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Lake Kutubu, Southern Highlands Province, Papua New Guinea

Sapo-kesa (drum)
Other titles:
Kundu (drum)
Place of origin
Lake KutubuSouthern Highlands ProvincePapua New Guinea
Cultural origin
Foi people
collected 1969
Media categories
Musical instrument, Ceremonial object
Materials used
carved and incised wood, plaited rattan

96.6 cm length; 11.0 cm diameter at drum head; 19.2 cm diameter at mouth:

0 - Whole; 96.6 cm; diameter at mouth

0 - Whole; 19.2 cm; diameter at drum head

0 - Whole; 11 cm

Gift of Jean Moriarty 1979
Accession number
Not on display
Further information

Kutubu drums (sapo) are of two types: one is the familiar 'fish-mouth' (though the 'mouth' is called sapo-kesa, 'drum-treefork'); the other might be called the 'goblet' type.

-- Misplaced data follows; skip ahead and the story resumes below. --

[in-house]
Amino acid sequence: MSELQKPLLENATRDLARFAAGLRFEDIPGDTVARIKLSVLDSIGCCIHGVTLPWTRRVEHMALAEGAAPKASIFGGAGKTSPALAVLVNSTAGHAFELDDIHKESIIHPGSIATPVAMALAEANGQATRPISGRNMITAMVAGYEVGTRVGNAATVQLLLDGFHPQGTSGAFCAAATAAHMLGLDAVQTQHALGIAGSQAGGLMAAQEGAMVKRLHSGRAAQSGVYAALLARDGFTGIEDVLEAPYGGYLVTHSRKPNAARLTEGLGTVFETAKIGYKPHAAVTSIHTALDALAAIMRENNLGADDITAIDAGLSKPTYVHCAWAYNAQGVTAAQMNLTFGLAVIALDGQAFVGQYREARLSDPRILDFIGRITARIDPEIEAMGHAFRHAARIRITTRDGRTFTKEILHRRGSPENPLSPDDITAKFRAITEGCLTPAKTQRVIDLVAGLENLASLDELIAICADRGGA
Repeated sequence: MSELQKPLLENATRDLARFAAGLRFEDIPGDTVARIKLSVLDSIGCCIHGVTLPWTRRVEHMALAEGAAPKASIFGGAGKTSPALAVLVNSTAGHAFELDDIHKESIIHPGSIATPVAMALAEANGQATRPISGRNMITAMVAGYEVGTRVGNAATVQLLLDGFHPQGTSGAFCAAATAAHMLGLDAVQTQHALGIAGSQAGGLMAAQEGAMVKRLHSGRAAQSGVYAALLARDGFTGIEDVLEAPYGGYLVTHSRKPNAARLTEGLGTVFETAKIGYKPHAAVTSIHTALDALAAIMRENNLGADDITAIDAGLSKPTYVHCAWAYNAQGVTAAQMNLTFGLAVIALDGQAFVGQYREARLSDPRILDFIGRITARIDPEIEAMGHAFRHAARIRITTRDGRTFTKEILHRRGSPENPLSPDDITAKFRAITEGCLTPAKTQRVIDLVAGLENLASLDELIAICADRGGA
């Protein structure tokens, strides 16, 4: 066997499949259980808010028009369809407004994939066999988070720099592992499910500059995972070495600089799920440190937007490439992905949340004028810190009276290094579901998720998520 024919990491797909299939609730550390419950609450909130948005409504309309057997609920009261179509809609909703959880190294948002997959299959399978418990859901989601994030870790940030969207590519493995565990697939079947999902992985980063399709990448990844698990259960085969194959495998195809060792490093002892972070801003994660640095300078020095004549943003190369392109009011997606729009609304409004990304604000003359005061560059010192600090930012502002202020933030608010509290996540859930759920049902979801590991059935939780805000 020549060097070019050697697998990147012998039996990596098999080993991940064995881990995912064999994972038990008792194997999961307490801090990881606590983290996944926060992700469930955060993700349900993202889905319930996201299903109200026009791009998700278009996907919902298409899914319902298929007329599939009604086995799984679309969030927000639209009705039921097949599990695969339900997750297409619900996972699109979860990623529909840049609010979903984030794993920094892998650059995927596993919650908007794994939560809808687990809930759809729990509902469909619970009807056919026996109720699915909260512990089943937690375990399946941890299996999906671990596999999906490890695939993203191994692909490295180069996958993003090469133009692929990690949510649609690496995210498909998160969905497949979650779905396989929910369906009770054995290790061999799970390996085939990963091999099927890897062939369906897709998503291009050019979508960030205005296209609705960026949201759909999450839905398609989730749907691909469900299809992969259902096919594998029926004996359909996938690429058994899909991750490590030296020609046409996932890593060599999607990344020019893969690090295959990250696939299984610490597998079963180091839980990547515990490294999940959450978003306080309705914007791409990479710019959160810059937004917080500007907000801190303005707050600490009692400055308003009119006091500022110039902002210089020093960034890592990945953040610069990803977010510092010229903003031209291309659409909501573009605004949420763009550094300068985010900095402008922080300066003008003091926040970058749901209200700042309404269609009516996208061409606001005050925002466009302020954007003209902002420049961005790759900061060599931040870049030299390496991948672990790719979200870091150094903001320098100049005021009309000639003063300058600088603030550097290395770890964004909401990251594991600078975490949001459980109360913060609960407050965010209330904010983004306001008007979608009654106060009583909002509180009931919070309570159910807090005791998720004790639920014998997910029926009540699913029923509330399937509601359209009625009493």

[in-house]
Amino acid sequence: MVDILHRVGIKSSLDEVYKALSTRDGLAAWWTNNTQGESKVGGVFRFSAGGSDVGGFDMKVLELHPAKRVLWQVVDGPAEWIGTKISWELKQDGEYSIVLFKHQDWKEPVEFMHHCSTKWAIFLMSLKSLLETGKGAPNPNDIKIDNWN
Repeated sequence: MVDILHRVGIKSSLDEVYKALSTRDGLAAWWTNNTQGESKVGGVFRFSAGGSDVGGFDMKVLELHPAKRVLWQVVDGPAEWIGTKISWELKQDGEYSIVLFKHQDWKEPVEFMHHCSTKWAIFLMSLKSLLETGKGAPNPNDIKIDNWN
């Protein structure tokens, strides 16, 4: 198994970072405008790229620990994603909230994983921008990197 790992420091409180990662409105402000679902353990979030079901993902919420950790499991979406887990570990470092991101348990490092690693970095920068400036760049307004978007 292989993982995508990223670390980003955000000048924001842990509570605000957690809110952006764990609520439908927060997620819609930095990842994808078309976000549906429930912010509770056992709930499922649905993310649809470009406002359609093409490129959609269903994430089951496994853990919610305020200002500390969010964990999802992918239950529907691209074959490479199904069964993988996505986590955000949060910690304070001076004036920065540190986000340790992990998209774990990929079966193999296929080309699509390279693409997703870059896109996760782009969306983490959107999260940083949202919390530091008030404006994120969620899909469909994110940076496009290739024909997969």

The drum is about 2 ft 6 ins [75cm] long, and without a handle. It is slenderly made and when not in use is carefully wrapped in bark-cloth and hung up. It is evidently a valued possession and I did not succeed in buying one. It has already been mentioned that drums are never used except in connection with the 'Usane' cult which deals with the curing of certain sicknesses. It is only as a culmination to a long course of treatment that a village holds an 'usanehabu', i.e. feast accompanied by a dance with drums. It is said that this cult has found its way to Kutubu from the Mubi via Fimaga, Foi, Segaro and Turigi. I do not know where the last two places would appear on the map, but they are seemingly away to the south-east. Some informants volunteered the opinion that the drums (of both kinds) had been introduced to Kutubu with the cult.

Excerpt from FE Williams, 'Natives of Lake Kutubu, Papua', Oceania, vol 11 no 2, Dec 1940, pg. 149